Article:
Disclaimer: I don’t know how to spell the names of some of the central characters in Niu Sila. They’re not in the programme, and my experience of Pacific Island culture simply doesn’t extend far enough to have a working knowledge of name spellings (even if, as is explained about one of the main character’s names, it’s as common as “John” in English). So I’m going to muddle my way through, but if I’m wrong and you know it, write a letter to Salient correcting me. Educate me, please.
I don’t tell you all this just to be humble or self-effacing. I’m getting in on the action. Niu Sila is a story of education, a story of cultures both clashing and melding. At an extremely pertinent point in our political history – and ain’t coincidence a funny thing, folks? – Niu Sila could almost be held up as the “truth” about New Zealand race relations. Here, two cultures can appreciate each other, inform each other, but never really understand each other – they are always two things separate and apart.
Based on comedian Dave Armstrong’s experiences growing up in Newtown in the 1960s and ‘70s, back before the area was that Aro Valley-esque mix of newly upmarket real estate and student slums and was still a vibrant Wellington melting pot, Niu Sila is the story of Ioane Tafioka (sp.) and Peter Burton, two boys growing up in next-door houses. It’s the story of how two kids having incredibly similar experiences – going to the same schools, playing the same games with the same people in the same parks – can be pushed by their cultural heritages in completely different directions.
Similarity and difference are at the core of this story, and are highlighted from the play’s opening moments by the physicality of the two actors who make up the entirety of the cast. Dave Fane, of The Naked Samoans, Skitz and The Semisis, is a great big Samoan guy. Damon Andrews, a well-known theatre actor and director, is a tiny little white guy. These two men, whose physical disparity generates the first of the play’s many laughs, play every role in the 80-minute long script. Essentially Niu Sila is a series of sketches joined loosely into a narrative by virtue of the grown-up Peter’s narration. Linked by these chatty asides to the audience, each scene from the boys’ youth moves fluidly into the next, with Fane and Andrews equally convincing from moment to moment, whether their character be young or old, white or brown, male or female (as Mrs Tafioka and Mrs Burton respectively, each man makes a frighteningly good woman). The stage is bare save two classroom-style chairs, and the play borders on mime as the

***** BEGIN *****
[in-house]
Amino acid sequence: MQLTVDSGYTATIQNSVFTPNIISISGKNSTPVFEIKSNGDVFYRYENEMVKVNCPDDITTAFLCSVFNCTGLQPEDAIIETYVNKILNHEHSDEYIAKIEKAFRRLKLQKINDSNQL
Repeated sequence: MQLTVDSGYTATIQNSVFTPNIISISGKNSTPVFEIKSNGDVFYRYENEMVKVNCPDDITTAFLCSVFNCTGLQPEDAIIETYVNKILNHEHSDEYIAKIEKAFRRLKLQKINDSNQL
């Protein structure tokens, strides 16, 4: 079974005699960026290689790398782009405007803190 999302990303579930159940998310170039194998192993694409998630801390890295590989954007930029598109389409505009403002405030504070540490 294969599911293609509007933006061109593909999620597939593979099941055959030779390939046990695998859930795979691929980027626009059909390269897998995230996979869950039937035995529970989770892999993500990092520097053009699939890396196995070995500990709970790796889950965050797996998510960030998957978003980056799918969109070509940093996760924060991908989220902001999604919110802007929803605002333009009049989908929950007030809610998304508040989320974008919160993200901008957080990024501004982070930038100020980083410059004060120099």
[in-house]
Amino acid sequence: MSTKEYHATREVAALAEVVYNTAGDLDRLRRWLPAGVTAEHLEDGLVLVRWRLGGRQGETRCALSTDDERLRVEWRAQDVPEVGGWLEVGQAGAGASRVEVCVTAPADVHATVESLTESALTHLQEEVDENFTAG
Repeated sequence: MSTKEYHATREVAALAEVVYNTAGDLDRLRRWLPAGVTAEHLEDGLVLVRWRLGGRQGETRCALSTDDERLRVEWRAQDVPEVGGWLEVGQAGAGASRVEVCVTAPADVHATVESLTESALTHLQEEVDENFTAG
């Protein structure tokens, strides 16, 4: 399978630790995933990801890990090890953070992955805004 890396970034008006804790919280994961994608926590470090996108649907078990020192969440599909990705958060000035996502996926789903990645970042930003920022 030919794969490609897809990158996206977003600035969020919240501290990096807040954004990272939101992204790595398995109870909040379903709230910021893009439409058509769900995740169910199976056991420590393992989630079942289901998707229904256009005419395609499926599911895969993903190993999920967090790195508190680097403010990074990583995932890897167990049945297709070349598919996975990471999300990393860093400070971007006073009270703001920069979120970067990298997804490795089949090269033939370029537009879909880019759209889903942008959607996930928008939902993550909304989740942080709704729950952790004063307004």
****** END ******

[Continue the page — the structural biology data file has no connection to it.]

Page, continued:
characters play cricket, make cups of tea, strum guitars and drive cars without the aid of props. This adds to Niu Sila’s fresh, spontaneous and intimate feel.
Niu Sila is hysterically funny, but at its heart is an almost depressing drama. Real sadness and pity underscore scenes like that in which Ioane, approached by a police car while walking down the road, has a prepared speech at the ready – “I have not been drinking or thieving, I am not a known member of a gang…”. Playwright Dave Armstrong has referred to this play as “a requiem for a time in NZ that no longer exists”, and in many ways this is true. For someone who grew up in a fairly segregated, post-PC New Zealand, Niu Sila offers a glimpse of the source of the stereotypes by which we no longer abide. I cringed as Peter described Mr Tafioka as a man who “wore jandals and a lava-lava and carried an entire couch under one arm”, and when Ioane suggested that the most offensive thing an Islander could ever do was “a toss up between missing church and fucking your sister”, I really wasn’t sure that I was allowed to laugh. And that illustrates what makes Niu Sila not only an excellent, but an important play – in the play’s final moments, crying real tears, I really did find myself questioning my beliefs and lamenting the passing of a New Zealand that I never knew.